What are you driving?
Well, it's a Ford Kuga, but it's not the one you're thinking of. It's not the plug-in hybrid version, which we drove last year - and rather liked - and which was subsequently recalled for battery problems. No, this is the basic diesel Kuga model and, with just 120hp on tap from its 1.5-litre EcoBlue engine, it's the least powerful Kuga model (the plug-in hybrid has 225hp, by comparison).
However, that lack of power may not be the issue that it appears - this Kuga is some 80kg lighter than the previous model, in spite of being a little larger, and much roomier inside.
While it may not have batteries and a plug, there is some tech on board - there's the Ford SYNC3 infotainment system, which includes mobile phone connectivity via Apple CarPlay and Android Auto, as well as the FordPass app, which allows you to control some functions from your phone, including locking and unlocking the doors, and (for models with the automatic gearbox) remote start. It also has the rather whizz-bang 12.3-inch digital instrument panel, shared with the smaller Ford Puma.
Looks-wise, the Kuga clearly draws on the styling of the Ford Focus, and in that sense it's a bit of a grower - it looks a little bland at first, but it does come rather more into focus with familiarity, and our test car's ST-Line spec brings with it a pleasingly sporty body kit.
Name its best bits
Arguably, the best thing about the new Kuga is its practicality. The cabin is pretty vast, with sprawling room in the back seats (although the price for that is a driving position that's a bit perched-up). The boot doesn't have unbelievable space (just 456 litres under the luggage cover), but the space is square and flat, so it's more than a little useful. Also, you can augment it by sacrificing rear legroom - slide the back seats forward on their rails and there's as much as 645 litres to play with.
Overall quality is good too. As with the Focus, the cabin can look a little uninspiring in style terms, but it's well put together and made of solid materials. True, a little more flair wouldn't go astray, but the solidity is pleasing.
We like the clear, crisp digital instruments too, and the 'Slippery Road' function for the traction control was more than a little useful in the past while. The SYNC3 infotainment system may not have the biggest, flashiest screen, but it is simple and easy to use, with good graphics and a sensible menu layout. The Bang + Olufsen stereo fitted to our test car was excellent, too.
To drive, the Kuga is... good. It lacks the sharpness and incisiveness of the Focus with which is shares a chassis, and it's not as much outright fun (nothing like as much) as the smaller Puma, but it is a decent car to drive. Ford has given it sensible spring and damper rates, in spite of the sporty ST-Line kit, so the ride quality is very good. Handling balance and grip are fine too (although I'd like a little more bite at the front, ideally) but the steering is just a touch too light and springy for you to really be able to make the most of it. It's not a bad car to drive, not even slightly, but perhaps a little shy of the normally lofty Ford standards in this regard.
The engine is also good. It's refined, and in spite of its poor on-paper power, torque and acceleration figures, it only feels breathless when you accelerate hard up a long motorway on-ramp. The rest of the time, the Kuga EcoBlue always seems to have enough grunt in reserve for most situations, and the six-speed manual gearbox is a paragon of shift weight and accuracy.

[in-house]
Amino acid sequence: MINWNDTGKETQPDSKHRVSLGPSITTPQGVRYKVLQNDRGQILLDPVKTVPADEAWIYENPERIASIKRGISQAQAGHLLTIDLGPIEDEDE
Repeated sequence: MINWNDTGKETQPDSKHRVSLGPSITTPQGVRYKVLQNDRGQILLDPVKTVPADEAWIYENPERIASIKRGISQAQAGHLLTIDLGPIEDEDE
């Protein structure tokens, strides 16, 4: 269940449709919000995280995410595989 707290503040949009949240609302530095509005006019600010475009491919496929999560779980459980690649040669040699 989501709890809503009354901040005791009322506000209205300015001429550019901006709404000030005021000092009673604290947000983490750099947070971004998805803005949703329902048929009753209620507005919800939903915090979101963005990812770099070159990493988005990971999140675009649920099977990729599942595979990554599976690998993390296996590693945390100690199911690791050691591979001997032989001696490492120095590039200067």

Anything that bugs you?
But it's a diesel, not even a mild-hybrid diesel, and while Ford has fitted NOx-quelling AdBlue injection, and it has low CO2 emissions even under the WLTP test, there's no getting away from the fact that, increasingly, driving a diesel feels like you're driving yesterday's tech.
There's not even a case to be made for overall fuel economy. On a long run, you can coax the Kuga EcoBlue down to around 5.8 litres per 100km, and our overall average was 6.1 litres per 100km. Not bad. But there's an issue. Drive the plug-in hybrid Kuga with a flat battery and you'll hit similar overall economy figures and, if you charge it up regularly, and make the most of its electric-only abilities, then it'll blow this diesel Kuga's economy out of the water. And it's only €1,000 more expensive, model-for-model. And is more powerful. And no less good to drive.
While we're looking at downsides, having no heated seats in a car costing nearly €40,000 at this time of year feels a bit cheap, and the luggage cover, which clips to the inside of the tailgate, rather than the back of the seats, feels a bit flimsy.
And why have you given it this rating?
It's an odd sensation that suddenly diesel feels old-hat, but perhaps not that surprising given the current environment (excuse the pun). That, and the fact that the Kuga plug-in hybrid is so impressive, and barely any more expensive (especially if you're buying on a PCP) means that this EcoBlue model feels rather out of date already. That said, it's still a very likeable car, frugal, engaging to drive, hugely practical and well-built. For those not yet ready to take the plugged-in plunge, it's a solid choice.
What do the rest of the team think?
The core Kuga package is great as Neil said - it's spacious, massively comfortable and versatile. On top of that, there's a sense of high quality to the cabin, making it feel like a more expensive car than it is. The refinement is excellent, too, even with this diesel engine under the bonnet. Shame it's so gutless though.
Shane O' Donoghue - Editor